By MATTHEW BRODSKY, senior editor/ Web editor of Risk & Insurance®
John Seo is as close to a rockstar in the catastrophe bond world as you're going to get. Co-founder of Fermat Capital Management LLC, one of the largest CAT bond investment funds out there, he is a charismatic top advocate for this unique type of insurance-linked security (ILS). He is also a kind of guy that will throw around the $1 trillion figure.
As in, institutional investors have $1 trillion that they want to invest in new asset classes, he claimed at a recent ILS meeting in New York. Not that all of that sizeable sum would go to just CAT bonds. But why not a chunk?
The consensus is that new issuances of catastrophe bonds could tally as much as $6 billion in 2010. If that turns out to be the case, that would be a very strong year, said Paul Schultz, president of Aon Benfield Securities, the banking arm of Chicago-based insurance broker Aon Corp.
E. Graham Clark, managing director at Citi, has even heard a figure as high as $7 billion.
"It's supposed to be big this year," he reported.
At $7 billion, indeed, that level of issuance would rival the best year the market ever had, back in 2007. Even at the lower end of the forecasted spectrum, ILS folks would consider it a success. Experts were even glowing about the $3.392 billion in issuance in 2009, a 25 percent increase over 2008, when the market all but broke after the collapse of Lehman Brothers, which had played a role in the business by setting up collateral arrangements.
There are several explanations for the current optimism.
"Catastrophe bonds have proven their worth," is how Pascal Karsenti put one explanation. The senior risk consultant at AIR Worldwide Corp., the Boston-based catastrophe modeler that's analyzed the underlying risks for most bond deals, said that the CAT bond market was one of the first to bounce back in 2009 after the financial meltdown. Investors took notice.
In the latter half of 2009, investors poured in. Gary Martucci, director at Standard & Poor's, estimated that as much as one-third of all 2009 issuances, based on the notional amount issued, happened at the end of November and in December.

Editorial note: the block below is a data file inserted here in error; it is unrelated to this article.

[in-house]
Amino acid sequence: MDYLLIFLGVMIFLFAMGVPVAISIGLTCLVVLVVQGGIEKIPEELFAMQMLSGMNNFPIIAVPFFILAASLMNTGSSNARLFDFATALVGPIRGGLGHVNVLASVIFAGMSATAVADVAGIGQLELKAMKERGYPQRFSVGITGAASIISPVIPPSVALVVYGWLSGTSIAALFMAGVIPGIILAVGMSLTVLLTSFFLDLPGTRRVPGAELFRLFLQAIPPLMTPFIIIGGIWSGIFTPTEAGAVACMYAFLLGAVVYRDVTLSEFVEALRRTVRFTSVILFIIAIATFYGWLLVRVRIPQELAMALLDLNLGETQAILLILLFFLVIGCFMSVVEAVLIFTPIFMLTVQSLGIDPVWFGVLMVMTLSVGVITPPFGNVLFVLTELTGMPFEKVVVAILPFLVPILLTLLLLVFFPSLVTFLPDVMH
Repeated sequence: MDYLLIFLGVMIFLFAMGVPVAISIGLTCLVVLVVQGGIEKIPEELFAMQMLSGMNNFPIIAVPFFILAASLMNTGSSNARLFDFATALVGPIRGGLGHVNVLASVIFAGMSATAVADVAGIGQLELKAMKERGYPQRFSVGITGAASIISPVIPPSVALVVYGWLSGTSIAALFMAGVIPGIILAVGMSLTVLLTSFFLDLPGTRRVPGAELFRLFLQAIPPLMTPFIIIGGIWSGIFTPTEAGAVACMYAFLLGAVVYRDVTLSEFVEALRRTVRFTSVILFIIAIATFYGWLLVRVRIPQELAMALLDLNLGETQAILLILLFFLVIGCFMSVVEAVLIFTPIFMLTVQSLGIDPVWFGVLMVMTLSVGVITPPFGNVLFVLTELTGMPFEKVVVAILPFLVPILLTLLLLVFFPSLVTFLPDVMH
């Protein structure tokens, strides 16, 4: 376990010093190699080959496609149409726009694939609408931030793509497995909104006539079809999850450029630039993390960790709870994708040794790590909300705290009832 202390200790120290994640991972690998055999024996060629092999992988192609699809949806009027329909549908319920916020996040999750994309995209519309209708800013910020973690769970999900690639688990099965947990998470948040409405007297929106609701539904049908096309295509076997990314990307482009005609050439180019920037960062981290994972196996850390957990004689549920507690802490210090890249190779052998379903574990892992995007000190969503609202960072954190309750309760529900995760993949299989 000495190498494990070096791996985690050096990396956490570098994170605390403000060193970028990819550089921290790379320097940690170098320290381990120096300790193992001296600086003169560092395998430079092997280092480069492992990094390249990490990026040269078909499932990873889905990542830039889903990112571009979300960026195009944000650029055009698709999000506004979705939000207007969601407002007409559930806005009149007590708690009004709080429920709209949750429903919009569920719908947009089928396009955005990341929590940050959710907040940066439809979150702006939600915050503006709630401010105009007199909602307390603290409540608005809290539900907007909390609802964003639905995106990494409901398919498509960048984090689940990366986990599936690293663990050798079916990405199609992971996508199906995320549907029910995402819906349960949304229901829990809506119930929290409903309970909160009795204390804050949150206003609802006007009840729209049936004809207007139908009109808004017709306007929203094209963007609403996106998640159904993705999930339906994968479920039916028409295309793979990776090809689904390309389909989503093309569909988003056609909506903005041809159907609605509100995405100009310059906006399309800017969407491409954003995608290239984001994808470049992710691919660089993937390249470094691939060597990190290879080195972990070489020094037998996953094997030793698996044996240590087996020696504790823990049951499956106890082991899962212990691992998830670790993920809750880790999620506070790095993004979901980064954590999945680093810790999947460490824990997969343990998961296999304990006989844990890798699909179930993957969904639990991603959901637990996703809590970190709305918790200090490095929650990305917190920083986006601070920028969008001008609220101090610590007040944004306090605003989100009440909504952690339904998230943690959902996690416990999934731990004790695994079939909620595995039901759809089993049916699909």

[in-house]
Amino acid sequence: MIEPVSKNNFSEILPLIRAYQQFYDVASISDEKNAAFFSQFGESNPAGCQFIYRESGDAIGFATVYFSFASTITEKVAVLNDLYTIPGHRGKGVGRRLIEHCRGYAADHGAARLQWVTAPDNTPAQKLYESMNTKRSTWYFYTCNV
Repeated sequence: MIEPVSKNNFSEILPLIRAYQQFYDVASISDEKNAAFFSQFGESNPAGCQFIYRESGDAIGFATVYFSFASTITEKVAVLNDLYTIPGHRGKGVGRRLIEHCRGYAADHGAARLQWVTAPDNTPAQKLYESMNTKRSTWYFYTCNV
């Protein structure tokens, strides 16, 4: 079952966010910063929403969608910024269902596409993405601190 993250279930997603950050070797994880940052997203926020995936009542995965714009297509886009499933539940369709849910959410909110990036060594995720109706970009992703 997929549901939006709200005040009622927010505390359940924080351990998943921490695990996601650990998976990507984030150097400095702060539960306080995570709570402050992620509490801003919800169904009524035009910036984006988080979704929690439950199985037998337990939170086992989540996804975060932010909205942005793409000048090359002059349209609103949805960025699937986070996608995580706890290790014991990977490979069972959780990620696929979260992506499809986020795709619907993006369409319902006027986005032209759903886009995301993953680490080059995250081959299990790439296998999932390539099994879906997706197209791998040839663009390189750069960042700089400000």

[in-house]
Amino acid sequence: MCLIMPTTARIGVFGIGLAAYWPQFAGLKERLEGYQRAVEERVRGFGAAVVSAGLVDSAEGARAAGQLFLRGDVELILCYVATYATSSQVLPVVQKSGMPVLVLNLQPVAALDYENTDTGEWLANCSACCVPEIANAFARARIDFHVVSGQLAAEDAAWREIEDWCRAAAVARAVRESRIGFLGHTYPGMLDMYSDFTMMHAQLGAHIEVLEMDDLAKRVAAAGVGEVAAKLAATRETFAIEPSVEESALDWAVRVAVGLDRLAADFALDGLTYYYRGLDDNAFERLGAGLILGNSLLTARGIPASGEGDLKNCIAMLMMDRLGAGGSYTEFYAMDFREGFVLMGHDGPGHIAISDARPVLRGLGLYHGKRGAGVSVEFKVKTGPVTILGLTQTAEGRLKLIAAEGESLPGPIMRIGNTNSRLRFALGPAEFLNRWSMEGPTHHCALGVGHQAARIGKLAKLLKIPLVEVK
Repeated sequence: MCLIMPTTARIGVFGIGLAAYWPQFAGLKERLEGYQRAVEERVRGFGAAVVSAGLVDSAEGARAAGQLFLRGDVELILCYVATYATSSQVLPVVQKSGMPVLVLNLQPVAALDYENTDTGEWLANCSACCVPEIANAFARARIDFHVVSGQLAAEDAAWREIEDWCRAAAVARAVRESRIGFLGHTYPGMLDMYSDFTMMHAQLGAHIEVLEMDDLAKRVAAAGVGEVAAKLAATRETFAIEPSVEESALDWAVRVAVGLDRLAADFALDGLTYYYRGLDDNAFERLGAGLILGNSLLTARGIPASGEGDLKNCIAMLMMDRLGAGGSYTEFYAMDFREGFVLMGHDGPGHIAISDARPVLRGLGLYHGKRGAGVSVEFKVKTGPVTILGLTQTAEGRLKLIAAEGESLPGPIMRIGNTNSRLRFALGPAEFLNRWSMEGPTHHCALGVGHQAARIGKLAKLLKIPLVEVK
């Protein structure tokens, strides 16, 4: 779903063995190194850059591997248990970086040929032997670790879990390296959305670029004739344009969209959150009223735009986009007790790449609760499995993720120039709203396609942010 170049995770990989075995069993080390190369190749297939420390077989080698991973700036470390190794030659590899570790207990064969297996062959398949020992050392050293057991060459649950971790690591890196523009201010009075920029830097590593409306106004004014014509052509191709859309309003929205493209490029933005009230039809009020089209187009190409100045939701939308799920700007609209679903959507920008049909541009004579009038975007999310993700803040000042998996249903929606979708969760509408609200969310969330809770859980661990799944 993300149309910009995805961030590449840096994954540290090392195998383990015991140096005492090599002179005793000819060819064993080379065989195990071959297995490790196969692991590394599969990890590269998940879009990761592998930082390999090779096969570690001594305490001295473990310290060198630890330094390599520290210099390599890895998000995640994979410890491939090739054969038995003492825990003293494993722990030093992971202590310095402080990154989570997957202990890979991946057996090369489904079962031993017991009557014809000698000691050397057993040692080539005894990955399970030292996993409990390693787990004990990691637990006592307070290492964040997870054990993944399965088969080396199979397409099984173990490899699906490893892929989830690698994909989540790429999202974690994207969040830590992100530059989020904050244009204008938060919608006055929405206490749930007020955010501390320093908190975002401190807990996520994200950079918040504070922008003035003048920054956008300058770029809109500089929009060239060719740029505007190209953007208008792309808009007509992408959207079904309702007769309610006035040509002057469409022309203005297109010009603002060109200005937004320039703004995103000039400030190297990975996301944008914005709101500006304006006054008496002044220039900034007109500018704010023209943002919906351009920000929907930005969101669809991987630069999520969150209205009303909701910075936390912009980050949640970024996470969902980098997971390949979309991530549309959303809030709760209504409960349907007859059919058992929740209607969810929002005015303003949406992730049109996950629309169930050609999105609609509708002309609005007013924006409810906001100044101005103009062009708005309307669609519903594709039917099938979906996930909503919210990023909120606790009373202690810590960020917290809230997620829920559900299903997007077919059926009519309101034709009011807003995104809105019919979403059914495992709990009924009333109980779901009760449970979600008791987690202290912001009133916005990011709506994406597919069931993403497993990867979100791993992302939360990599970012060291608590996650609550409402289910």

For many of the issuances that seemed to be announced one on top of the other, they were oversubscribed. Issuers would initially say their bond was for $75 million, only to up it to, say, $125 million because of the eagerness of more than enough investors.
"At the end of the day, there's a lot of capital willing to be invested in CAT bonds," Karsenti said, adding that the manic activity of late last year should serve as the guide for what could happen in 2010.
Some of this investment money in new issuances will actually be recycled, said Schultz, as a number of old bonds are maturing in 2010.
Another big reason for new issuances is that CAT bond prices dropped in the second half of 2009, moving them down closer to traditional reinsurance. Catastrophe bonds typically are issued by reinsurers or even large primary insurers who are looking to transfer some of their long-tail catastrophe risk--one-in-100- or one in 250-year events--to the capital markets. They do it to minimize their credit risk amongst the usual cast of reinsurance or retrocessional characters. They do it because the payouts are mechanical and guaranteed with collateral. They do it as a strategic play, getting multiyear deals that protect their 10-Ks should Mother Nature perpetrate something massive, say, in California or Florida. They do so because they listen to the beat of their own drummer.
Generally, they do not issue CAT bonds because they are cheap. They are not cheap versus traditional reinsurance, and that's a reason why many (re)insurers stay away from issuing them.
And that's why you have oversubscription--more investment bucks for not enough issuances.
Perhaps, though, new issuers would come into the market if pricing got more in line with reinsurance prices, as it appears to be doing now?
As William Dubinsky, director of ILS at major market player Swiss Re, explained, both CAT bonds and (re)insurance each have some advantages in pricing risks. CAT bonds attract capital from the broader capital markets, which dwarf the size of the (re)insurance markets; yet (re)insurers can write many times the limit of their capital, whereas the capital markets only provide dollar-for-dollar limits. With respect to reinsurance for (re)insurers, the first point means that CAT bond pricing is often lower for certain peak or difficult to place perils. With respect to insurance for corporates, this second point means that insurers can usually offer a lower price on capacity.
Plus, the growth of CAT bonds is relative to what reinsurers do, and vice versa. If CAT bonds are cheaper and become more available, that will free up reinsurance capacity and make that available at cheaper prices, Dubinsky said.
Instead of calculating how much of that $1 trillion will come into the catastrophe bond market, the more sober-minded Dubinsky suggested that we consider the investor footprint across all ILS--not just in catastrophe bonds but in private deals and industry loss warranties, for instance. That broad perspective is indeed a positive one as well.
"We see them gathering the money and putting that money to work," Dubinsky said of investors.
March 1, 2010
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